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Exposure to antidepressants in pregnancy may lower babies’ birth weight

Studies have shown that babies exposed to antidepressants during pregnancy weigh, on an average, 205g less than other babies.

depression, anxiety, antidepressants, use of antidepressants in pregnancy, side effects of antidepressants, negative effects of antidepressants, antidepressants and pregnancy, effect of antidepressants on pregnancy, SSRI, neuropsychiatric disorders Severe depression, anxiety or depression not responding to non-drug therapy may negatively affect the course of pregnancy. (Source: Thinkstock Images)

Mothers-to-be please take an important note! According to a new study Infants who are exposed to antidepressants in the womb are likely to have lower birth weight and gestational length.

The findings of the study showed that babies exposed to selective serotonin reuptake inhibitors (SSRIs) — commonly prescribed antidepressants — during two or more trimesters weighed 205g less than infants whose mothers were not exposed to any anti-depressants during pregnancy. 

In addition, the birth of such babies would, on an average, take place 4.9 days earlier.

However, “the biological mechanisms by which long-term SSRIs exposure may affect birth weight remains unknown,” said Katerina Nezvalova-Henriksen from University of Oslo in Norway.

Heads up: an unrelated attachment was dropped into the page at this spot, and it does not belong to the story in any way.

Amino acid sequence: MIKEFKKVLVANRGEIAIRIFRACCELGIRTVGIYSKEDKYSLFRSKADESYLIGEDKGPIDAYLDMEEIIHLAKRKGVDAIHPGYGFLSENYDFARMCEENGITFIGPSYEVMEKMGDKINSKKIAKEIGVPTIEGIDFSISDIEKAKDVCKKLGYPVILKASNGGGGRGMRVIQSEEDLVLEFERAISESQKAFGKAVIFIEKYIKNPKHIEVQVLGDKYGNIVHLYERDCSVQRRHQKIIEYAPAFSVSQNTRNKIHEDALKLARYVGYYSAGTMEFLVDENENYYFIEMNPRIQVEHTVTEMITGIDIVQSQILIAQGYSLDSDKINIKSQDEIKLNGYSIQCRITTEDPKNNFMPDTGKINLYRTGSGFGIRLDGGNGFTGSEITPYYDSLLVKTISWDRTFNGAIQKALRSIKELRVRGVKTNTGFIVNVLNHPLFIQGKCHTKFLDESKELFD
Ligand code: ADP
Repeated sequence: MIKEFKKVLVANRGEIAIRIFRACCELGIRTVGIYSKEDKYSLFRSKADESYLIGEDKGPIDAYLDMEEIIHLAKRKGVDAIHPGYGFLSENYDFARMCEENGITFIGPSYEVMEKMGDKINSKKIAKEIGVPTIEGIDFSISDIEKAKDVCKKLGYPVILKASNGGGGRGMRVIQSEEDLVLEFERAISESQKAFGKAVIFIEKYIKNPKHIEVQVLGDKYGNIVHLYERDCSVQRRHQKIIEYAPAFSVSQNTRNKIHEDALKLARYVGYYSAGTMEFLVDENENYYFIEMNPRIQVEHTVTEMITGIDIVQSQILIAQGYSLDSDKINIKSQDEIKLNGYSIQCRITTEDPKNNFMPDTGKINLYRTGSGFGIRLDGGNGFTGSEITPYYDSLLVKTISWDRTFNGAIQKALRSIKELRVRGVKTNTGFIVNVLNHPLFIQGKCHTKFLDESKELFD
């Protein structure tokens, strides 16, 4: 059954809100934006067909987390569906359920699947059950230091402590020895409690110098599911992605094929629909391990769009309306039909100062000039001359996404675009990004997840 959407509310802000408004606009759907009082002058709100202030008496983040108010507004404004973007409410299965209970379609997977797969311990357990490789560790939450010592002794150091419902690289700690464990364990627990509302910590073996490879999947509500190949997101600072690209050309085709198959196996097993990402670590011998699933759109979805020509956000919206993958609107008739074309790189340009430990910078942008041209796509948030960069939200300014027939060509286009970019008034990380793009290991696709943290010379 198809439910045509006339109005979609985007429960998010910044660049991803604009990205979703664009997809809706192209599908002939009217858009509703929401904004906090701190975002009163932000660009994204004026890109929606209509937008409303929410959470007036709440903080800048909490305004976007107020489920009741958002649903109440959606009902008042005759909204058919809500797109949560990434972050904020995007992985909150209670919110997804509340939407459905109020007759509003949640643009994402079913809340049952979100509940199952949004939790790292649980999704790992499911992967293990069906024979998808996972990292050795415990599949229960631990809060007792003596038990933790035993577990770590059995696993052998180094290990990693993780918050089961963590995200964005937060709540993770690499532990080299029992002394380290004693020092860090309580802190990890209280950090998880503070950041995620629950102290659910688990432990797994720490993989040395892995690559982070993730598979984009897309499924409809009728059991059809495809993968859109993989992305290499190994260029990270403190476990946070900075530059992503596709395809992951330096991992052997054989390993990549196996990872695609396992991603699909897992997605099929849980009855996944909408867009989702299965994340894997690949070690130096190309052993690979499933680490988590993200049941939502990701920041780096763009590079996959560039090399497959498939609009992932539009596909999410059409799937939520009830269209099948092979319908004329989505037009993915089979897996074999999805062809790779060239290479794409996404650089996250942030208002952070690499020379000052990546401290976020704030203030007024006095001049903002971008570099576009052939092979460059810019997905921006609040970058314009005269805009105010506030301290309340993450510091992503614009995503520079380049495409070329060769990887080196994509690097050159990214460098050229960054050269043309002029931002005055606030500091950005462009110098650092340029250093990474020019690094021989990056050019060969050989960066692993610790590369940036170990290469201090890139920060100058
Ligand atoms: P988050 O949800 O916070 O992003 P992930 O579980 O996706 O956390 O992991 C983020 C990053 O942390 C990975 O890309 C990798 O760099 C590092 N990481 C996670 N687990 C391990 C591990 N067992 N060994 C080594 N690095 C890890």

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The causes for women taking SSRIs included not only depression and anxiety but also other neuropsychiatric disorders. “Severe depression, anxiety or depression not responding to non-pharmacological therapy may negatively affect the course of pregnancy and the pre and post-partum period. The risks and benefits of SSRI therapy should, therefore, be carefully evaluated in each pregnancy case,” Nezvalova-Henriksen explained.

According to a study published in the International Journal of Epidemiology, the team included 27,756 siblings in the study, 194 of which were prenatally exposed to SSRIs. They had measured the effect of SSRIs and maternal depression on birth weight and gestational length. By applying the sibling design, the researchers were able to address the unmeasurable and unknown family-level differences that may have been a source of bias.

However, the researchers also divided 7450 mothers into two groups — one who used SSRIs during pregnancy and the other that did not use any antidepressants.


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First published on: 23-05-2016 at 02:54:17 pm
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